We had previously demonstrated the role of CD103 integrin on lung tumor-infiltrating lymphocyte (TIL) clones in promoting specific TCR-mediated epithelial tumor cell cytotoxicity. However, the contribution of CD103 on intratumoral T cell distribution and functions and the prognosis significance of TIL subpopulations in non–small cell lung carcinoma (NSCLC) have thus far not been systematically addressed. In this study, we show that an enhanced CD103+ TIL subset correlates with improved early stage NSCLC patient survival and increased intraepithelial lymphocyte infiltration. Moreover, our results indicate that CD8+CD103+ TIL, freshly isolated from NSCLC specimens, display transcriptomic and phenotypic signatures characteristic of tissue-resident memory T cells and frequently express PD-1 and Tim-3 checkpoint receptors. This TIL subset also displays increased activation-induced cell death and mediates specific cytolytic activity toward autologous tumor cells upon blockade of the PD-1–PD-L1 interaction. These findings emphasize the role of CD8+CD103+ tissue-resident memory T cells in promoting intratumoral CTL responses and support the rationale for using anti–PD-1 blocking Ab to reverse tumor-induced T cell exhaustion in NSCLC patients.

Cytotoxic T lymphocytes play a major role in antiviral and antitumor immune responses through directional exocytosis of cytotoxic granules, specialized secretory lysosomes containing perforin and granzymes, into the specific target leading to cell death (1). Integrins and their cognate ligands are essential in TCR-mediated target cell killing. Indeed, although TCR engagement is necessary for inducing the cytotoxic activity of specific CD8+ T lymphocytes, integrins, mainly LFA-1 (αLβ2), play a crucial role in triggering CTL effector functions. It is now well established that the interaction of LFA-1 with its ligand ICAM-1 is necessary for effective target cell lysis by the released granules (2). CD103 (αEβ7) integrin also plays a pivotal role in epithelial target cell lysis by specific CD8+ T cells. Indeed, the interaction of CD103 on tumor-specific tumor-infiltrating lymphocytes (TIL) with its ligand, E-cadherin on tumor cells, is necessary for positioning the cytotoxic granules near the interface and their delivery into the target, leading to lysis of the latter cells (3). CD103 is expressed at high levels by mucosal CD8+ T lymphocytes, in particular intestinal intraepithelial lymphocytes (4), but it is also found on mucosal mast cells and dendritic cells (5), CD4+ and CD8+ regulatory T cells (6), and on a large proportion of CD8+ T cells infiltrating epithelial tumors, including pancreatic (7), colorectal (8), lung (3), and ovarian cancers (9). It has been recently reported that CD103 expression on TIL is associated with increased survival in high-grade serous ovarian cancer (10). This integrin is induced on CD8+ T lymphocytes upon TCR engagement and exposure to TGF-β1, abundant within the tumor microenvironment, through binding of NFAT-1 and Smad2/3 transcription factors to the promoter and enhancer elements of the ITGAE gene that encodes CD103 (11).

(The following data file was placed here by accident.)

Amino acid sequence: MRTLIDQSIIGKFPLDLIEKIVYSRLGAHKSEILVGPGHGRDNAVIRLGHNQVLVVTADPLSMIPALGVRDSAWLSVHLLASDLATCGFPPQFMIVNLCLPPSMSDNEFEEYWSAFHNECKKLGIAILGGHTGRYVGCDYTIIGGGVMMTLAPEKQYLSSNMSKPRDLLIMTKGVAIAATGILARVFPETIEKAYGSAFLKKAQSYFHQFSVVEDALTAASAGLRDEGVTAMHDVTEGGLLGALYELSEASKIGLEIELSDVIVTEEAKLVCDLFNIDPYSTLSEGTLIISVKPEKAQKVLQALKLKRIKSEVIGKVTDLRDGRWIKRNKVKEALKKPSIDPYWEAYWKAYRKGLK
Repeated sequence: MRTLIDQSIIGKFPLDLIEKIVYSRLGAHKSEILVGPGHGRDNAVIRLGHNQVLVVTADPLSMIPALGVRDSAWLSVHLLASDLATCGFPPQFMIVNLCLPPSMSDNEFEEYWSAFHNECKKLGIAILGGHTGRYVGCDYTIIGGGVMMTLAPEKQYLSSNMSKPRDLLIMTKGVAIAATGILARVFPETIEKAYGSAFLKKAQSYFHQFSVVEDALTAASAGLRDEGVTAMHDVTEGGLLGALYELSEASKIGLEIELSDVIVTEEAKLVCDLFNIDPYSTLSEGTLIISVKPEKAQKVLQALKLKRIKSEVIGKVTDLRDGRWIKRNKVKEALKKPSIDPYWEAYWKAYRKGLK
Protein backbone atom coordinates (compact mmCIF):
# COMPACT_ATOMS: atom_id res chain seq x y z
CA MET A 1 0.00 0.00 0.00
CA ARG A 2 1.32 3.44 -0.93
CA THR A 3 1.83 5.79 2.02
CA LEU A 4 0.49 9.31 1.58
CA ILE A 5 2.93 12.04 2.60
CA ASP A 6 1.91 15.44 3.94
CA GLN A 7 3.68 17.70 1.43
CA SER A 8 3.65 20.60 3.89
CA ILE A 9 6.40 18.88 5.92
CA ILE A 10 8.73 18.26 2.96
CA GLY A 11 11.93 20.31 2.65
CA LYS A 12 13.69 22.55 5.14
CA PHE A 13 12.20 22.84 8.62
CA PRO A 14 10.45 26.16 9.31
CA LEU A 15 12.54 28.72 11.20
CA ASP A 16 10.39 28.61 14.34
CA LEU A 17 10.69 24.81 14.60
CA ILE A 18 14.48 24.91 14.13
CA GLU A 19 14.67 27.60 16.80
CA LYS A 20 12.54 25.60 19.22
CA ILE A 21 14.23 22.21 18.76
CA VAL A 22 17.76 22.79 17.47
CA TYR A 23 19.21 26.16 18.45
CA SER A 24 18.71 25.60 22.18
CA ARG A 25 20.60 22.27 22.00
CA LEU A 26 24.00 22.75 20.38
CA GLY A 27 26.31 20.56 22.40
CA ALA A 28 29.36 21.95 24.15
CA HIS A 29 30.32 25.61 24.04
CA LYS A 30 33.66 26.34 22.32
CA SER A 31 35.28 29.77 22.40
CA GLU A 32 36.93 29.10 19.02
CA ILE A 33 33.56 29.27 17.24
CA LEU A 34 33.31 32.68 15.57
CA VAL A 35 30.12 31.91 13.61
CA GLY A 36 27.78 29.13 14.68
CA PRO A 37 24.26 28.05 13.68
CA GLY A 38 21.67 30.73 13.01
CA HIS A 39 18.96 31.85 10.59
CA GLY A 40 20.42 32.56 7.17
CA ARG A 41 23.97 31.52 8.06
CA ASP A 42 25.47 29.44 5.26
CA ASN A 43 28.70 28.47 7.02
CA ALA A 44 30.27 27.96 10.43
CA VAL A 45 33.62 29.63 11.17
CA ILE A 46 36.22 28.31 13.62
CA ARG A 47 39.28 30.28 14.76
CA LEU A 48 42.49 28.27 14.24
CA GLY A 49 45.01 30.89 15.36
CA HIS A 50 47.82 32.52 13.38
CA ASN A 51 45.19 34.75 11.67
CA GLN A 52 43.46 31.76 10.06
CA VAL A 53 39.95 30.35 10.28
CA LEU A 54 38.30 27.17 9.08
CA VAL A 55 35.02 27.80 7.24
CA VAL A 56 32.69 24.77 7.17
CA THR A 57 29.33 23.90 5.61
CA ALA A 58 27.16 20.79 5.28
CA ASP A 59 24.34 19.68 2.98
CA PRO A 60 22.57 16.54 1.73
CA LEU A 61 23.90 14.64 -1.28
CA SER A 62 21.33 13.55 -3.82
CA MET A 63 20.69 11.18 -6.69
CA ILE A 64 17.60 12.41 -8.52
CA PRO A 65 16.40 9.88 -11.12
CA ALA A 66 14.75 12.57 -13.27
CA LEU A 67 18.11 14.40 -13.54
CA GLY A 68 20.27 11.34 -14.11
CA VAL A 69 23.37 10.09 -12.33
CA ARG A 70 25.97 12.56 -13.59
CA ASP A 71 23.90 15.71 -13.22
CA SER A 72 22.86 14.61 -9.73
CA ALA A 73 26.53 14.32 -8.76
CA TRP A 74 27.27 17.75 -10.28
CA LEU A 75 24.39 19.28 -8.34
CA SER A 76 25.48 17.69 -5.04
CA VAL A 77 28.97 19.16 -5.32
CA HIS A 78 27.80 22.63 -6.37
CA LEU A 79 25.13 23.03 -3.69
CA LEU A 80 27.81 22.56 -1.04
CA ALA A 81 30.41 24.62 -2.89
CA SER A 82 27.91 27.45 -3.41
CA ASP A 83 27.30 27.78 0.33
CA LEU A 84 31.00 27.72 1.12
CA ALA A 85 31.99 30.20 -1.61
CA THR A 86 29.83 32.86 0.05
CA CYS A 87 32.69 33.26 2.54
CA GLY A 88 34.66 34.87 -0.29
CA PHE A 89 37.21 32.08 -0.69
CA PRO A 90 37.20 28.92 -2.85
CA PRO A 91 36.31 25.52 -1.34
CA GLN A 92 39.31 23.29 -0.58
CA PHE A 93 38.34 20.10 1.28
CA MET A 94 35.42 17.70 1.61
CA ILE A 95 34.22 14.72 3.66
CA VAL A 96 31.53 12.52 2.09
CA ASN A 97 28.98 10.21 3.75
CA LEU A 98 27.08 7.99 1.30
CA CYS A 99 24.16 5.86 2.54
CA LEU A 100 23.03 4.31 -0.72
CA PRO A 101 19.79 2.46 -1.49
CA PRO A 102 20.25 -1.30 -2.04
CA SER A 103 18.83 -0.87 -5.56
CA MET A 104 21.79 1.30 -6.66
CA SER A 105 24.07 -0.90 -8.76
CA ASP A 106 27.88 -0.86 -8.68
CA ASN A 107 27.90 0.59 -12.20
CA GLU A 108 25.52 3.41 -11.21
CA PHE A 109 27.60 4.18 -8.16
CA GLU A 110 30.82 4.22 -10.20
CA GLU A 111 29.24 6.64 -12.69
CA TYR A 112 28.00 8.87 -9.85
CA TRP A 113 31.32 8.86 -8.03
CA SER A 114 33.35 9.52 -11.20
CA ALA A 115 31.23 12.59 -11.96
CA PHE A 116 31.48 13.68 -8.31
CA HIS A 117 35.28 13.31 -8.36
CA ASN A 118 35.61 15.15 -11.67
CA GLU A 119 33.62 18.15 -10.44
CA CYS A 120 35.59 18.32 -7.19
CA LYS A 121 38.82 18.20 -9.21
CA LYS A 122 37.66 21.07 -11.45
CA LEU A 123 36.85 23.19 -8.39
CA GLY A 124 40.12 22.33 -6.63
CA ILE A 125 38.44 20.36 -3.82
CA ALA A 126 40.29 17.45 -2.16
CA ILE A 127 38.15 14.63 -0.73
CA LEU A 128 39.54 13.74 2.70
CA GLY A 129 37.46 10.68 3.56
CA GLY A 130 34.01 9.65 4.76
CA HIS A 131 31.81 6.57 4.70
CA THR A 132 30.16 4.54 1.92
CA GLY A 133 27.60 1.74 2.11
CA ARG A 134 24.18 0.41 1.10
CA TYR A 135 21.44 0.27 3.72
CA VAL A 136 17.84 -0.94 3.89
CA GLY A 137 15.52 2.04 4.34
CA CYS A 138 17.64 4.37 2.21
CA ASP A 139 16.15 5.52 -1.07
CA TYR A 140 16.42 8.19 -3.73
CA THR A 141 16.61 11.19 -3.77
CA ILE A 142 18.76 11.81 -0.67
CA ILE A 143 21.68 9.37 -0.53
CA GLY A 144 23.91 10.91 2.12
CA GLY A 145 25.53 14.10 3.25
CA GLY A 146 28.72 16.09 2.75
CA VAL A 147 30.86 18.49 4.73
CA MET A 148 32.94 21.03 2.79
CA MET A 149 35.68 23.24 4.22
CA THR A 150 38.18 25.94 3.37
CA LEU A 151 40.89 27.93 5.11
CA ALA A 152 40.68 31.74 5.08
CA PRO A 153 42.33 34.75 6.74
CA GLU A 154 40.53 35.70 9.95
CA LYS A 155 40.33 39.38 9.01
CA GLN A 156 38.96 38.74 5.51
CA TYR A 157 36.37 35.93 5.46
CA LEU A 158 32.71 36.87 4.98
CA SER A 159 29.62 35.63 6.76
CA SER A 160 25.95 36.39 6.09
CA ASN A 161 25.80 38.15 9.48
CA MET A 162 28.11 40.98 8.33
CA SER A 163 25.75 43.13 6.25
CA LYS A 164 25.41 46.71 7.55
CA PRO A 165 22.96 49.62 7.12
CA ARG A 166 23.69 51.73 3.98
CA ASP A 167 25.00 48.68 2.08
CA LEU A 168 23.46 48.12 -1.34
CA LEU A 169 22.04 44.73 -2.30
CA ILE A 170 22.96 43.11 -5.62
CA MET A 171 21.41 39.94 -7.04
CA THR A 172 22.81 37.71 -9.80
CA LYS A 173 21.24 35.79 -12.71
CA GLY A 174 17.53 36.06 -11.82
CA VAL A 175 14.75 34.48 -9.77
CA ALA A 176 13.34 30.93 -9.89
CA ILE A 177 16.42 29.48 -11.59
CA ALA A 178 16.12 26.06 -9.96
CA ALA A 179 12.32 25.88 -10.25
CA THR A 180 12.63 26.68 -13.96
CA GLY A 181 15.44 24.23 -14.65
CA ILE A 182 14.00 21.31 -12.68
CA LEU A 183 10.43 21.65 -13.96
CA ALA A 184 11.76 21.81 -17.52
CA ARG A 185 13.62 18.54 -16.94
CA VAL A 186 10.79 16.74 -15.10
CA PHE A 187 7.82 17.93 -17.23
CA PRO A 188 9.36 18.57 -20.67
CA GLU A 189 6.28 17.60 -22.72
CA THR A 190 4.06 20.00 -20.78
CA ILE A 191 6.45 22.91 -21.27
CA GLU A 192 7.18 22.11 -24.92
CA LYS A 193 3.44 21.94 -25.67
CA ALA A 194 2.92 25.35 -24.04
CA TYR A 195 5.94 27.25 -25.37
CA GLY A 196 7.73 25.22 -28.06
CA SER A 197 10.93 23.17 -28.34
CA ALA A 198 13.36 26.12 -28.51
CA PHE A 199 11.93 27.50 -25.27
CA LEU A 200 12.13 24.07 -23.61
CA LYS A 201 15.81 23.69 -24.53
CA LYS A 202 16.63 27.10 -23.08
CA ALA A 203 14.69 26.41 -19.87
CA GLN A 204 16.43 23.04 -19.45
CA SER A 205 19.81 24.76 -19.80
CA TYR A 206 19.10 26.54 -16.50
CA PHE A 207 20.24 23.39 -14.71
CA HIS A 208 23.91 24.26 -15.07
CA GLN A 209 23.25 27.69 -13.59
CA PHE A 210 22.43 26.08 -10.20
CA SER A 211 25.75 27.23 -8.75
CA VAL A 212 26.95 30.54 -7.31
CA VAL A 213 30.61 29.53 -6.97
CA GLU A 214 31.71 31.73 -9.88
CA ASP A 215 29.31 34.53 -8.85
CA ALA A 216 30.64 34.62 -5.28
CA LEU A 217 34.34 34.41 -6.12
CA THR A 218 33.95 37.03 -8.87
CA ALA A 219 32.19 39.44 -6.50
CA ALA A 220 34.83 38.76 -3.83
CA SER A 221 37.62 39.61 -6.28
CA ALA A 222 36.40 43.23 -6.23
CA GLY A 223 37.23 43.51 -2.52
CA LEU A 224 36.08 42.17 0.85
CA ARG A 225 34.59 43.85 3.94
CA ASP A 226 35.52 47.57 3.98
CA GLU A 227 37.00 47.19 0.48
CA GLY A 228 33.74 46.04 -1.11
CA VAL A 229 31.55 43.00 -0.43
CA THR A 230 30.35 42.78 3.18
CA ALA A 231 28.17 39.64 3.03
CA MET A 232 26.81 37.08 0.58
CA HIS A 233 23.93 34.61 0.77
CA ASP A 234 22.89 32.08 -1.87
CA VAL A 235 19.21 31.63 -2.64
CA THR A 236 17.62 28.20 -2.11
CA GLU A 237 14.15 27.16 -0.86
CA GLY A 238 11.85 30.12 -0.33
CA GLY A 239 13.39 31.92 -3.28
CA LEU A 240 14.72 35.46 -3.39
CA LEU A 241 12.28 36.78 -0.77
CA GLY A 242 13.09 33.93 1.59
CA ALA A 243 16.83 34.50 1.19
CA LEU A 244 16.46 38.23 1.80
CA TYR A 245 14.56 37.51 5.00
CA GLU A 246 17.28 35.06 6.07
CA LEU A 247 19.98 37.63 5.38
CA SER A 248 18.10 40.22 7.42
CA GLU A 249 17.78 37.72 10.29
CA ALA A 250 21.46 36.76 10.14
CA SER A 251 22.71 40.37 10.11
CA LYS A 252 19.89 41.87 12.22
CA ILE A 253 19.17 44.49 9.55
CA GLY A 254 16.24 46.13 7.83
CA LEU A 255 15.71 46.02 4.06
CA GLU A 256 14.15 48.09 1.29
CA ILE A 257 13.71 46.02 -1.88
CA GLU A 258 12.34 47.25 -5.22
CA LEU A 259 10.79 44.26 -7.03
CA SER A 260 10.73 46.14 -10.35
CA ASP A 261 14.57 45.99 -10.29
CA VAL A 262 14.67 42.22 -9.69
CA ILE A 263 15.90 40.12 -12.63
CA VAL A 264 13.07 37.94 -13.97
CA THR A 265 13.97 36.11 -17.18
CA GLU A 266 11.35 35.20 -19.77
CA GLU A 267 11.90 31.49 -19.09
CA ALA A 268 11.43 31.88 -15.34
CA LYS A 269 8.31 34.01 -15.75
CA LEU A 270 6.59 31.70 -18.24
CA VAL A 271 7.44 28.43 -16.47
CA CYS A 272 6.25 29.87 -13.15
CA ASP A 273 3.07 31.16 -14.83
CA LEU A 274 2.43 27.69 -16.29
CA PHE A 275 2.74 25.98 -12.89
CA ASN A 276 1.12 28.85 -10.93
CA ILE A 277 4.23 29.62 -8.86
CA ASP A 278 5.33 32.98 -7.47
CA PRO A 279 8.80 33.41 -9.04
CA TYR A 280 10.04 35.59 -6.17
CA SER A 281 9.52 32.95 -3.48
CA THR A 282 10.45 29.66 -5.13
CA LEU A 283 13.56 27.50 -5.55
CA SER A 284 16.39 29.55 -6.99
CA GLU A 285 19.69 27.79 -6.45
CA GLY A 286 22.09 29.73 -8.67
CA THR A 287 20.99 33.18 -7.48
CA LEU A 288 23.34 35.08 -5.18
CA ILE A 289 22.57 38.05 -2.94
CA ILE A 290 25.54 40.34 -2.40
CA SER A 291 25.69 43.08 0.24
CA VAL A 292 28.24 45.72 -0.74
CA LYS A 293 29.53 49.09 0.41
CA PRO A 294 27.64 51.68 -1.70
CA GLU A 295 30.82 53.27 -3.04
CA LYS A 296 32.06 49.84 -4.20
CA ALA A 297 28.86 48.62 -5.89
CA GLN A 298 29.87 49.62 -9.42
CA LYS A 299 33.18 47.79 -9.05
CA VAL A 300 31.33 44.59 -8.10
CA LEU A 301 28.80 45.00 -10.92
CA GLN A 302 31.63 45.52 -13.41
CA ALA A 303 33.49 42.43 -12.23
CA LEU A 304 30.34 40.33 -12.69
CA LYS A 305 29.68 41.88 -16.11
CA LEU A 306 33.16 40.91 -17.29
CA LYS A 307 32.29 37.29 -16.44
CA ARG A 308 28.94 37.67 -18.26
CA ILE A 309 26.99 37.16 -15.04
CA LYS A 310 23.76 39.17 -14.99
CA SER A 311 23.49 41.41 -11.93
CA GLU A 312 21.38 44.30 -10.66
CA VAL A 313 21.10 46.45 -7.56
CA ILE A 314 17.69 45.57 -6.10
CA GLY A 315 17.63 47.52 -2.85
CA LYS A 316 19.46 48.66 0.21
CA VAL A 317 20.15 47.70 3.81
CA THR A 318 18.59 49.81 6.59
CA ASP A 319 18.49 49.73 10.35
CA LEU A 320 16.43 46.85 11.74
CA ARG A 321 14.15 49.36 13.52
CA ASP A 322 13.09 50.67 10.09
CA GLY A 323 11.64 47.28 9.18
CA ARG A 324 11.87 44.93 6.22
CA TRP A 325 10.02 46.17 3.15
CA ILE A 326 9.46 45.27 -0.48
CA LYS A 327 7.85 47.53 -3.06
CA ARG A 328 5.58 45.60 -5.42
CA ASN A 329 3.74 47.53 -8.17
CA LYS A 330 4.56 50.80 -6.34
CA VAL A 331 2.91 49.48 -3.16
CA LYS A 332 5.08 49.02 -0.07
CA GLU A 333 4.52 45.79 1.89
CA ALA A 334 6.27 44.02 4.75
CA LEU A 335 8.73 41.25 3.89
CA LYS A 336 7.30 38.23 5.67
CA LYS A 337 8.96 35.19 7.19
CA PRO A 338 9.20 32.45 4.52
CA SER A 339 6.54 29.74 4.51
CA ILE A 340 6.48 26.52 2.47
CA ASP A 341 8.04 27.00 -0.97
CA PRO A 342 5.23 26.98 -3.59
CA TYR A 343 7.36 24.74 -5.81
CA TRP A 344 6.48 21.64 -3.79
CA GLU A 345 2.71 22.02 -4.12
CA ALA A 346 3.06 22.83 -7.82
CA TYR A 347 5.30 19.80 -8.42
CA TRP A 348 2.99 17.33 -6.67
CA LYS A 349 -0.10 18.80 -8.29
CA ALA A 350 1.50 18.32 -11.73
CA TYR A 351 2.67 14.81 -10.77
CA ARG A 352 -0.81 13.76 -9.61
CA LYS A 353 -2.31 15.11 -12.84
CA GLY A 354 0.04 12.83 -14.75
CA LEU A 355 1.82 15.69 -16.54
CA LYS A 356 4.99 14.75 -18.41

CD103 ligation to E-cadherin not only promotes Ag recognition by favoring T cell adhesion to specific tumor cells (12), but it also induces costimulation in activated CTL by triggering signals that cooperate with TCR-mediated signaling (13). Emerging evidence points to a role for CD8+CD103+ T cells in transplant rejection and in protecting prevalent infections posttransplantation (1416). This integrin serves as a marker of tissue-resident memory (TRM) T cells, and accumulating evidence indicates that CD103 is directly involved in intraepithelial retention of TRM T cells (17). Remarkably, CD103+ TRM T cells play an essential role in protecting human epithelial tissues against viral infections, and this cell subset has been shown to express inhibitory receptors such as CTLA-4 and PD-1, associated with their capacity to maintain peripheral tolerance (18, 19). However, the presence of TRM T cells in human epithelial tumors and their role in the antitumor immune response have thus far not been systematically addressed. In this study, we sought to determine the prognostic value of CD103+ TIL in early stage non–small cell lung carcinoma (NSCLC) and perform combined phenotypic and functional analyses of freshly isolated CD8+CD103+ T cells infiltrating human lung tumor lesions. Our results indicate that a strong tumor infiltration with CD103+ TIL correlates with NSCLC patient survival and increased intraepithelial lymphocyte infiltration, suggesting that CD103 promotes recruitment of TIL within epithelial tumor islets. Moreover, CD8+CD103+ TIL exhibit TRM T cell features, express PD-1 and Tim-3, but not CTLA-4, and exert specific cytotoxic activity against autologous tumor cells upon neutralization of PD-1–PD-L1 interactions. We propose that this integrin can be used as a unique biomarker of tumor-specific CD8+ T cells infiltrating human epithelial tumors.